Renowned space fan and would-be space explorer Jeff Bezos is the latest billionaire with his head in the deep ocean. This time it’s not to reach the seafloor, but to dredge up the massive Saturn V engines that powered Apollo 11 to the moon.
Bezos, who is CEO and founder of Amazon as well as the rocket company Blue Origins, said in a statement last night that he’s located the engines and is planning to go fetch them.
The Fanfin Seadevil is found at nearly 9,000 feet below; photo by David Shale
In her introduction to The Deep: The Extraordinary Creatures of the Abyss, Claire Nouvian says she was inspired to create the book after seeing a film of deep-sea creatures made by the Monterey Bay Aquarium Research Institute: "As crazy as it might seem, I had fallen in love at first sight. Like an adolescent surprised by the power of love . . . " (and so on). But if Nouvian seems overemotional initially, it becomes easier to understand her fervor once you brush aside the intro and skip to the meat: the photos.
Most of the book is composed of giant (frequently larger-than-life-size) photographs of deep-sea creatures: the gelatinous Pandea rubra, which bears an uncanny resemblance to a police strobe light; the seed-like larvae of the Spantagoid heart urchin, whose appendages stretch at near-perfect right angles; glass octopi like living x-rays, frilled sharks, furry lobsters. In all, nearly 200 creatures, some of which have never been photographed before, many of which are unknown species, all of which seem unreal, incomprehensible even.
Nouvian divides the organisms roughly in half—"Life at the Bottom" is one cluster, "Life in the Water Column" another—and intersperses the photos with short essays written by marine biologists from around the world. These pieces cover everything from the history of deep-sea exploration to the truth about sea monsters to the science behind bioluminescence ("without any doubt the most widely used mode of communication on the planet") and, thankfully, are both excellently written and spare. They provide background without ever detracting from the point—the creatures themselves.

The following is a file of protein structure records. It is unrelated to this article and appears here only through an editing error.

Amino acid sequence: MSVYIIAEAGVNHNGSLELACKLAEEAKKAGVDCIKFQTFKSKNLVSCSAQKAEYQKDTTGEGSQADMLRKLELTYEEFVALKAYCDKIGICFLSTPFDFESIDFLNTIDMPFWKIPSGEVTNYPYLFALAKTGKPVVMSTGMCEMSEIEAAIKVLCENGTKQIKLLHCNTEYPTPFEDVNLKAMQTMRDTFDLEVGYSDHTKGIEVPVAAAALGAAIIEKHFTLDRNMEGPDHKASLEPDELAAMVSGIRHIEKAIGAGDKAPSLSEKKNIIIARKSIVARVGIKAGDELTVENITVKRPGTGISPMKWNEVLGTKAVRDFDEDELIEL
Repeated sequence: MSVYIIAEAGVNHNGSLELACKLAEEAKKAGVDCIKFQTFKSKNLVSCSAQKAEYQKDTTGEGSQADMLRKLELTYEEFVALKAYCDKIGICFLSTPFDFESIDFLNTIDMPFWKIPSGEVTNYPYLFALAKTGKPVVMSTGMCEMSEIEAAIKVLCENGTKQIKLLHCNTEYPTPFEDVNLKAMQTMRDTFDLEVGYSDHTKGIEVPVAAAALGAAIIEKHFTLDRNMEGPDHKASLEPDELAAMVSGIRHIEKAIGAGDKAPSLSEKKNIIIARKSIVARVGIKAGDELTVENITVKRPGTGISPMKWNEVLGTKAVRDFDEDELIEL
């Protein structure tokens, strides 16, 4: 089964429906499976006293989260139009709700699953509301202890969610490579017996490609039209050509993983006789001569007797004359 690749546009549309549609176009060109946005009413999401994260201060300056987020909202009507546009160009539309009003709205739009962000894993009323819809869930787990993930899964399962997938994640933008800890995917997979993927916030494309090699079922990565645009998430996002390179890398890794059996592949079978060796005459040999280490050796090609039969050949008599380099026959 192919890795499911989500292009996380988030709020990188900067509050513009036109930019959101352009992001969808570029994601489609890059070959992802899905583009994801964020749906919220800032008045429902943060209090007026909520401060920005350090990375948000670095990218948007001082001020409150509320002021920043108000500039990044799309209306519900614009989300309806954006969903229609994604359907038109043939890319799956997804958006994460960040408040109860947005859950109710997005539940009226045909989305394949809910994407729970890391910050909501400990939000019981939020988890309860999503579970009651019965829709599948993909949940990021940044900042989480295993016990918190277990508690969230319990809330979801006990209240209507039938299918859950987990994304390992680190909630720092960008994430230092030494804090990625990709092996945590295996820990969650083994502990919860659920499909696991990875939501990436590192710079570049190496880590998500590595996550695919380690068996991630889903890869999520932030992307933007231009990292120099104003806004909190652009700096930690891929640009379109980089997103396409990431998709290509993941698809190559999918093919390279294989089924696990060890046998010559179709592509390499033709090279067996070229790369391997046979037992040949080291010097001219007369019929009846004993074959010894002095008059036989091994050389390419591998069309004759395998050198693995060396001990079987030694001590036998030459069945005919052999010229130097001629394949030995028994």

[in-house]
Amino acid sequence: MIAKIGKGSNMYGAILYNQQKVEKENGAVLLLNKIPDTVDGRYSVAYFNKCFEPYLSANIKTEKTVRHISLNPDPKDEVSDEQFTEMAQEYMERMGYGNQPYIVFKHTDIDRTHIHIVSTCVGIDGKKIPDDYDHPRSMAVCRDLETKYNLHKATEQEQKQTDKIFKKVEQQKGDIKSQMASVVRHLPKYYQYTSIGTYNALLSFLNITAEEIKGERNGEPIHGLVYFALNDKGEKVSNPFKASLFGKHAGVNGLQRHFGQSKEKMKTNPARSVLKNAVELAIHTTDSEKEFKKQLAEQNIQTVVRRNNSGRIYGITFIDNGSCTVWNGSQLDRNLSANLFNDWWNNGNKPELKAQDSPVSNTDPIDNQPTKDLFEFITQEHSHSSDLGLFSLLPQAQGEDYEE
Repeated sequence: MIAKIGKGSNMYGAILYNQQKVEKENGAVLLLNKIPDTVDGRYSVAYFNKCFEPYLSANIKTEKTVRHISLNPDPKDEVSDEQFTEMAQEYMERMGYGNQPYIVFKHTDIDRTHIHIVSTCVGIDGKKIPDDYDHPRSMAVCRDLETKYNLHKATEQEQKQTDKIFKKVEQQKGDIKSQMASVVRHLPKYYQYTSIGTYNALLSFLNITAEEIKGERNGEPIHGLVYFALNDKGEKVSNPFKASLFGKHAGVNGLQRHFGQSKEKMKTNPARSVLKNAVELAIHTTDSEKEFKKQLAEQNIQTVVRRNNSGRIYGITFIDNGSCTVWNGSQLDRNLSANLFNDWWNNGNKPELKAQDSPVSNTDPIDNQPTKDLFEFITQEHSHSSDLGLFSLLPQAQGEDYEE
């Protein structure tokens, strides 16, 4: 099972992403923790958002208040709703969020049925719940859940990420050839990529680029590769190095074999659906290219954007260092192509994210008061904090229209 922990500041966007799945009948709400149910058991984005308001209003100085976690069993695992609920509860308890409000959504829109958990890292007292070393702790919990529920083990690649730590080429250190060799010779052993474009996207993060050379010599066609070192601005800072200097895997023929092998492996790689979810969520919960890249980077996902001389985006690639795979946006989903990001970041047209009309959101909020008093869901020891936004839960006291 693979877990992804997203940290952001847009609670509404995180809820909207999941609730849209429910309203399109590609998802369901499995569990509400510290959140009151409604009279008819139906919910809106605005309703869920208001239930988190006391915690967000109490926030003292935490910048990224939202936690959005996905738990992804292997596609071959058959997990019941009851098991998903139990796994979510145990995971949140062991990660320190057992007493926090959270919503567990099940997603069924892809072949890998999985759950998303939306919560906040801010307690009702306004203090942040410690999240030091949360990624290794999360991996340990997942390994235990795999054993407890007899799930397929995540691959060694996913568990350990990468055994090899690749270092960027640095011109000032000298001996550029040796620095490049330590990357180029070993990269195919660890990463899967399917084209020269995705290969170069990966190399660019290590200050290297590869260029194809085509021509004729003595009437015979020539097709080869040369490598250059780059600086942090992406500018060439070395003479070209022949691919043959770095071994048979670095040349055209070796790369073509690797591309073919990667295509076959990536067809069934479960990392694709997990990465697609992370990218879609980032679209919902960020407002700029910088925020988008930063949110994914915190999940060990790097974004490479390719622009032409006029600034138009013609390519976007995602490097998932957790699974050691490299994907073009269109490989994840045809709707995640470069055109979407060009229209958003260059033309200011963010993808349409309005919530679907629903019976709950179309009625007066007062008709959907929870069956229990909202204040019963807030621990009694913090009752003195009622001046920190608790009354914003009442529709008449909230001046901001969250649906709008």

Although the deep sea constitutes the single largest habitat on Earth, we understand very little of what exists there. Only 5 percent of the ocean's floor, for instance, has been mapped in any degree of detail. Over the past 25 years, meanwhile, a new creature has been noted nearly every other week. Nevertheless, as Nouvian is quick to point out, that most uncharted of territories is also the least protected. Because we cannot see it, because we're unaware of what is there, she argues, we cannot understand or care about the irreparable damage we are causing. When tropical reefs disappear, it's easy to see the effects our boats, trash and pollution have and to act accordingly. When deep-sea reefs disappear, only a handful of specialized scientists realize what that means.
Early on, Nouvian includes a telling quote by deep-sea explorer Robert Ballard (of Titanic-discovery fame): "At a time when most think of outer space as the final frontier, we must remember that a great deal of unfinished business remains here on Earth." The Deep highlights just how accurate that outlook is.—Abby Seiff